By Susanna Chilver, Third Year, Politics and International Relations
Following their own experiences and observations of misogyny, Director Anna Sharp’s ‘Manosphere’ is an effective introduction to the dangers of the misogynistic culture we live in. Opening to packed out Winston audiences, the show kept the audience gripped as its story twisted and turned through laughter and lecture.
Set in a university study space – very reflective of those we might find in the SU living room – the story follows a mish-mash of students (FemSoc, the football team, and a few drifters) who find themselves locked-in when sightings of a dangerous, knife-wielding incel are reported in the building.
Praise should immediately be attributed to the brilliantly curated set. The study space that the story is set in is even more attractive than those you see dotted around campus. Set designer Rachael Stentiford displayed a fantastic eye for detail, with subliminal nods to the theme evident everywhere, from the wallpaper to the carpet to the books scattered on the desks.
The harsh, bright lighting was most effective at the very end, leaving the dramatic tableau that the actors finished on etched in the audience’s mind. The set remained constant, as did the time and place – the audience were invested as the time we experienced was just as long as that of the characters.
Obviously, the themes in such a play are highly delicate and sensitive, but it has to be said that they were handled gracefully. Producer Stan Abbot-Stacey and Sharp had already explained to me their process of devising, and the hard work they put the actors through to get them into character and the play into shape. The hard work paid off – the final ‘script’ was a fine balance of light humour and serious soliloquy.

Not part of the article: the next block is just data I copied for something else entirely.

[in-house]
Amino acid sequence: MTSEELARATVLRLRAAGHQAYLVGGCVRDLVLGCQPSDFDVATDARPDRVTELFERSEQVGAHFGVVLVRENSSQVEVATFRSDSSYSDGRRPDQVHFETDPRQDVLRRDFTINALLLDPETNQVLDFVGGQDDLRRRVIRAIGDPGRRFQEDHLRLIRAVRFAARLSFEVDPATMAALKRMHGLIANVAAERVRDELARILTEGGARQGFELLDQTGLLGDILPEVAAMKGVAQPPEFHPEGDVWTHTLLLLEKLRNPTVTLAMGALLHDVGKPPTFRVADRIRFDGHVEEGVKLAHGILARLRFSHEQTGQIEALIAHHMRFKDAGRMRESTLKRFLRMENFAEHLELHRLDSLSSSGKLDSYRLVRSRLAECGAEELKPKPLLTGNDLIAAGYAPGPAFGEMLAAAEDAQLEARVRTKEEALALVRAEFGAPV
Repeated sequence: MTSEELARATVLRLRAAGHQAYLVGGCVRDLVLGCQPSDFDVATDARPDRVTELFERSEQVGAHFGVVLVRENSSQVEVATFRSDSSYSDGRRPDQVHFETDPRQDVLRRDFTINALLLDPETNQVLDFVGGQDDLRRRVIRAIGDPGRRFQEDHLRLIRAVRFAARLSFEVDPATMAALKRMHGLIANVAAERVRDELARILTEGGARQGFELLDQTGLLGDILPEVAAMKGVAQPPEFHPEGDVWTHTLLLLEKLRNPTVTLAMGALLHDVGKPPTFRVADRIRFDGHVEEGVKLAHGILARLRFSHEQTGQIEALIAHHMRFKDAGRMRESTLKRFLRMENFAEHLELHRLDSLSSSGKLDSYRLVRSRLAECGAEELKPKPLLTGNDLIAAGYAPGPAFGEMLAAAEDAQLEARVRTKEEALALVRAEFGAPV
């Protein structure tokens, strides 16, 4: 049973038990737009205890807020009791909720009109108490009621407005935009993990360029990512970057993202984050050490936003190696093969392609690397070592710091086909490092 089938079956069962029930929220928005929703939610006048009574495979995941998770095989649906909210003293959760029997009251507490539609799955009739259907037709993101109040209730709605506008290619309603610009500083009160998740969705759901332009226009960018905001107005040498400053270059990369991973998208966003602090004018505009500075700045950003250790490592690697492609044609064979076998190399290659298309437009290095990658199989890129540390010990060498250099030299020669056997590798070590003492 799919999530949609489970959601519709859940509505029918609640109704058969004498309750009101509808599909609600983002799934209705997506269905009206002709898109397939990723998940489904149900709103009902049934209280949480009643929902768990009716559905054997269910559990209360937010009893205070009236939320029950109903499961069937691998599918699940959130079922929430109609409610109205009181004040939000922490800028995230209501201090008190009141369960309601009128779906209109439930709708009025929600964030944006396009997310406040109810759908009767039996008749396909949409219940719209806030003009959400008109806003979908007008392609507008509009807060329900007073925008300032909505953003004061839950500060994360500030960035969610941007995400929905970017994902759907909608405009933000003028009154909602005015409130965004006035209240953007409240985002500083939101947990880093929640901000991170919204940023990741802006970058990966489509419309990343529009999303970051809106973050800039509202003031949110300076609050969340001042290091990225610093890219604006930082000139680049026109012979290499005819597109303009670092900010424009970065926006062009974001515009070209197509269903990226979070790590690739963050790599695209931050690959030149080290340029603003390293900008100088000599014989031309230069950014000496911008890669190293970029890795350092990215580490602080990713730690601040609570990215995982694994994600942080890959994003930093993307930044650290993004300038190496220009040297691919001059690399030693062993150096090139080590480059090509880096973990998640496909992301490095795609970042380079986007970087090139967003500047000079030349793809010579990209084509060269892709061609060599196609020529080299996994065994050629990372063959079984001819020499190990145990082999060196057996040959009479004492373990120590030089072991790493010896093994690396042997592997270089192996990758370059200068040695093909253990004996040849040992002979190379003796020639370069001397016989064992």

The only slight criticism that I have in this regard is the way that the dialogue had a slight tendency to trickle into preachy territory. Then again, the stated purpose of this play is to educate those who may not be aware of incel culture, or the extent of misogynistic culture as a whole, so it makes sense that some of the issues covered had to be explained in rather plain terms. Further, the laughter that could be heard from different sections of the audience at different points throughout the production proves that it hit different nerves, and the multitude of lessons that people learnt.
Sharp and Abbot-Stacey had also emphasised the value of the relationships between the cast and crew, and how much of a bonding experience the play had been. The ensemble cast certainly worked very well together, and this was seen best when the dialogue found its quipping groove.
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At the points where the dialogue was longer, and more explanatory, a small sag in the energy of the cast could be seen, and the dynamic, constantly-moving nature of the piece meant some of the cast’s energy was misdirected at times. But these are small criticisms, as generally the cast did exceptionally, and I was completely hooked on the story.
Tremendous comic turns came at the end from Ben Gilvear as the unassuming footballer Jack, and other star performances include Emma Monnickendam as Alfie, Jago Abbott as Jonah and Kalila Smith as Saffron.
Each actor gave convincing and finely-tuned performances, and the lengthy process of characterisation shined through incredibly effectively. Handling a sensitive and challenging piece, the entire cast and crew gave this performance their all, and to great avail.
‘Manosphere’ plays at The Winston Theatre 3rd-5th February
Featured Image: Manosphere
Have you seen 'Manosphere'? Let us know your thoughts!